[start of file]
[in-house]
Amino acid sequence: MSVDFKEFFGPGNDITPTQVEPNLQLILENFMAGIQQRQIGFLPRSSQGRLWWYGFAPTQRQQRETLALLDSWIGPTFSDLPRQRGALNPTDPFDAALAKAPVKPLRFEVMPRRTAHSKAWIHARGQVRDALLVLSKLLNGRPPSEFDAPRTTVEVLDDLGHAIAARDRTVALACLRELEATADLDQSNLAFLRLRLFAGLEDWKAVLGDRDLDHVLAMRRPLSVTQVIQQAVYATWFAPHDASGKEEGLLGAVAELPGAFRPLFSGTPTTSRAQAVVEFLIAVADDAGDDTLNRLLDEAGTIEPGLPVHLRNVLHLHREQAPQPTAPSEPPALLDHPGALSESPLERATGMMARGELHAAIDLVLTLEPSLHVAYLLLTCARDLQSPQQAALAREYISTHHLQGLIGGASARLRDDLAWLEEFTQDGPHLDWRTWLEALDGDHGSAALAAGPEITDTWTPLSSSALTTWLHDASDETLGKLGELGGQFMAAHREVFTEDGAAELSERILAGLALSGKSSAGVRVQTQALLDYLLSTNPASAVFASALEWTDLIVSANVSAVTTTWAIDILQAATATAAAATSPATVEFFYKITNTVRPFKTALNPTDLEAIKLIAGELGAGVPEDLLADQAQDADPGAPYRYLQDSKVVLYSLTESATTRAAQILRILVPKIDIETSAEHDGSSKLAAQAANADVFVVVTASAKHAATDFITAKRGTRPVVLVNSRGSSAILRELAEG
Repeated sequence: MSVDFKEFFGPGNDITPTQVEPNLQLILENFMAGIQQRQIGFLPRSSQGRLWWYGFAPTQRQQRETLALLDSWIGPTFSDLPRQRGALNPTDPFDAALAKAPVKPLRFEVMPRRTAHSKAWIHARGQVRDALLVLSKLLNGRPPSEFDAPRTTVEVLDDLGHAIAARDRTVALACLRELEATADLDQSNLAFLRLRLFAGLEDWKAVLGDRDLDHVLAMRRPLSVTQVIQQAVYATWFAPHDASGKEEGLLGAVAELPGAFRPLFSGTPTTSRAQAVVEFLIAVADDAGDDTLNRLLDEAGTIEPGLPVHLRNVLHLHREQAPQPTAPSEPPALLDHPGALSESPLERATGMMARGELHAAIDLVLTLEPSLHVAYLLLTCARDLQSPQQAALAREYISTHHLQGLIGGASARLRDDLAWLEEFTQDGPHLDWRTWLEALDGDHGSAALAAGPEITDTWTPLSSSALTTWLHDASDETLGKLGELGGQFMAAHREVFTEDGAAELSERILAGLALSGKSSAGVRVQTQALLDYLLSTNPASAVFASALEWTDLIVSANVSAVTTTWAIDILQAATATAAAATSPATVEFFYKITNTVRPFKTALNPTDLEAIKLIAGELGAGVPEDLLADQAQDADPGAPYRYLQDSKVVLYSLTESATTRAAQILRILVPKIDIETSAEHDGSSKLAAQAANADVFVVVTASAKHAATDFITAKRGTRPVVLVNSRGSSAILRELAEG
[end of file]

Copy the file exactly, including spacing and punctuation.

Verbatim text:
[in-house]
Amino acid sequence: MSVDFKEFFGPGNDITPTQVEPNLQLILENFMAGIQQRQIGFLPRSSQGRLWWYGFAPTQRQQRETLALLDSWIGPTFSDLPRQRGALNPTDPFDAALAKAPVKPLRFEVMPRRTAHSKAWIHARGQVRDALLVLSKLLNGRPPSEFDAPRTTVEVLDDLGHAIAARDRTVALACLRELEATADLDQSNLAFLRLRLFAGLEDWKAVLGDRDLDHVLAMRRPLSVTQVIQQAVYATWFAPHDASGKEEGLLGAVAELPGAFRPLFSGTPTTSRAQAVVEFLIAVADDAGDDTLNRLLDEAGTIEPGLPVHLRNVLHLHREQAPQPTAPSEPPALLDHPGALSESPLERATGMMARGELHAAIDLVLTLEPSLHVAYLLLTCARDLQSPQQAALAREYISTHHLQGLIGGASARLRDDLAWLEEFTQDGPHLDWRTWLEALDGDHGSAALAAGPEITDTWTPLSSSALTTWLHDASDETLGKLGELGGQFMAAHREVFTEDGAAELSERILAGLALSGKSSAGVRVQTQALLDYLLSTNPASAVFASALEWTDLIVSANVSAVTTTWAIDILQAATATAAAATSPATVEFFYKITNTVRPFKTALNPTDLEAIKLIAGELGAGVPEDLLADQAQDADPGAPYRYLQDSKVVLYSLTESATTRAAQILRILVPKIDIETSAEHDGSSKLAAQAANADVFVVVTASAKHAATDFITAKRGTRPVVLVNSRGSSAILRELAEG
Repeated sequence: MSVDFKEFFGPGNDITPTQVEPNLQLILENFMAGIQQRQIGFLPRSSQGRLWWYGFAPTQRQQRETLALLDSWIGPTFSDLPRQRGALNPTDPFDAALAKAPVKPLRFEVMPRRTAHSKAWIHARGQVRDALLVLSKLLNGRPPSEFDAPRTTVEVLDDLGHAIAARDRTVALACLRELEATADLDQSNLAFLRLRLFAGLEDWKAVLGDRDLDHVLAMRRPLSVTQVIQQAVYATWFAPHDASGKEEGLLGAVAELPGAFRPLFSGTPTTSRAQAVVEFLIAVADDAGDDTLNRLLDEAGTIEPGLPVHLRNVLHLHREQAPQPTAPSEPPALLDHPGALSESPLERATGMMARGELHAAIDLVLTLEPSLHVAYLLLTCARDLQSPQQAALAREYISTHHLQGLIGGASARLRDDLAWLEEFTQDGPHLDWRTWLEALDGDHGSAALAAGPEITDTWTPLSSSALTTWLHDASDETLGKLGELGGQFMAAHREVFTEDGAAELSERILAGLALSGKSSAGVRVQTQALLDYLLSTNPASAVFASALEWTDLIVSANVSAVTTTWAIDILQAATATAAAATSPATVEFFYKITNTVRPFKTALNPTDLEAIKLIAGELGAGVPEDLLADQAQDADPGAPYRYLQDSKVVLYSLTESATTRAAQILRILVPKIDIETSAEHDGSSKLAAQAANADVFVVVTASAKHAATDFITAKRGTRPVVLVNSRGSSAILRELAEG